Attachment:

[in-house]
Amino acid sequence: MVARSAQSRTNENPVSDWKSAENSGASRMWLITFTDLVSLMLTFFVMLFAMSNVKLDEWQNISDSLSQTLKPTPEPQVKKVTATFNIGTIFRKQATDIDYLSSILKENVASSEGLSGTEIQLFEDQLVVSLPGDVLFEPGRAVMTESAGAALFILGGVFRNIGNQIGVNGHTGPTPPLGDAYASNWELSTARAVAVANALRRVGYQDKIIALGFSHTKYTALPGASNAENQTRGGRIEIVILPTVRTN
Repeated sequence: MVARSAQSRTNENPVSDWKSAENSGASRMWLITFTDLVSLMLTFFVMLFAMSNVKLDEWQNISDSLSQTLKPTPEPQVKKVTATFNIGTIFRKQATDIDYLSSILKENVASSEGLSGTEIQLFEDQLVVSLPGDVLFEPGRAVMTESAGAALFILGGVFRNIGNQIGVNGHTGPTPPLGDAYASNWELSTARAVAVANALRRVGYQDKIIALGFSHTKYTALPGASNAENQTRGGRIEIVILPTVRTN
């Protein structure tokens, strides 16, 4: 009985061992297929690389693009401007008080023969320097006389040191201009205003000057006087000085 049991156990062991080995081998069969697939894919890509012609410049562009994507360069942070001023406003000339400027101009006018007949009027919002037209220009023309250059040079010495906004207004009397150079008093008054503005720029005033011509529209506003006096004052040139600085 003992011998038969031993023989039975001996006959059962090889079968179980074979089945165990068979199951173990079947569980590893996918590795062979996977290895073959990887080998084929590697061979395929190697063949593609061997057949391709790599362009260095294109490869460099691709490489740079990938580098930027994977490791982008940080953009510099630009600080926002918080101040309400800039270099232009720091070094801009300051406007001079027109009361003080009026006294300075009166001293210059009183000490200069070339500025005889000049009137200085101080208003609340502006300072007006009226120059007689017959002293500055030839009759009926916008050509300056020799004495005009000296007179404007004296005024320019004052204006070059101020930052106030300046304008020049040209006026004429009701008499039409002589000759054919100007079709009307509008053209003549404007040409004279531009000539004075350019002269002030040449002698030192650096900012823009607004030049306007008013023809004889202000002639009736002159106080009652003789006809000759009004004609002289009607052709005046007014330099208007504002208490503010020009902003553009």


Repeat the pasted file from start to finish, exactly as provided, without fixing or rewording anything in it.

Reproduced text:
[in-house]
Amino acid sequence: MVARSAQSRTNENPVSDWKSAENSGASRMWLITFTDLVSLMLTFFVMLFAMSNVKLDEWQNISDSLSQTLKPTPEPQVKKVTATFNIGTIFRKQATDIDYLSSILKENVASSEGLSGTEIQLFEDQLVVSLPGDVLFEPGRAVMTESAGAALFILGGVFRNIGNQIGVNGHTGPTPPLGDAYASNWELSTARAVAVANALRRVGYQDKIIALGFSHTKYTALPGASNAENQTRGGRIEIVILPTVRTN
Repeated sequence: MVARSAQSRTNENPVSDWKSAENSGASRMWLITFTDLVSLMLTFFVMLFAMSNVKLDEWQNISDSLSQTLKPTPEPQVKKVTATFNIGTIFRKQATDIDYLSSILKENVASSEGLSGTEIQLFEDQLVVSLPGDVLFEPGRAVMTESAGAALFILGGVFRNIGNQIGVNGHTGPTPPLGDAYASNWELSTARAVAVANALRRVGYQDKIIALGFSHTKYTALPGASNAENQTRGGRIEIVILPTVRTN
């Protein structure tokens, strides 16, 4: 009985061992297929690389693009401007008080023969320097006389040191201009205003000057006087000085 049991156990062991080995081998069969697939894919890509012609410049562009994507360069942070001023406003000339400027101009006018007949009027919002037209220009023309250059040079010495906004207004009397150079008093008054503005720029005033011509529209506003006096004052040139600085 003992011998038969031993023989039975001996006959059962090889079968179980074979089945165990068979199951173990079947569980590893996918590795062979996977290895073959990887080998084929590697061979395929190697063949593609061997057949391709790599362009260095294109490869460099691709490489740079990938580098930027994977490791982008940080953009510099630009600080926002918080101040309400800039270099232009720091070094801009300051406007001079027109009361003080009026006294300075009166001293210059009183000490200069070339500025005889000049009137200085101080208003609340502006300072007006009226120059007689017959002293500055030839009759009926916008050509300056020799004495005009000296007179404007004296005024320019004052204006070059101020930052106030300046304008020049040209006026004429009701008499039409002589000759054919100007079709009307509008053209003549404007040409004279531009000539004075350019002269002030040449002698030192650096900012823009607004030049306007008013023809004889202000002639009736002159106080009652003789006809000759009004004609002289009607052709005046007014330099208007504002208490503010020009902003553009």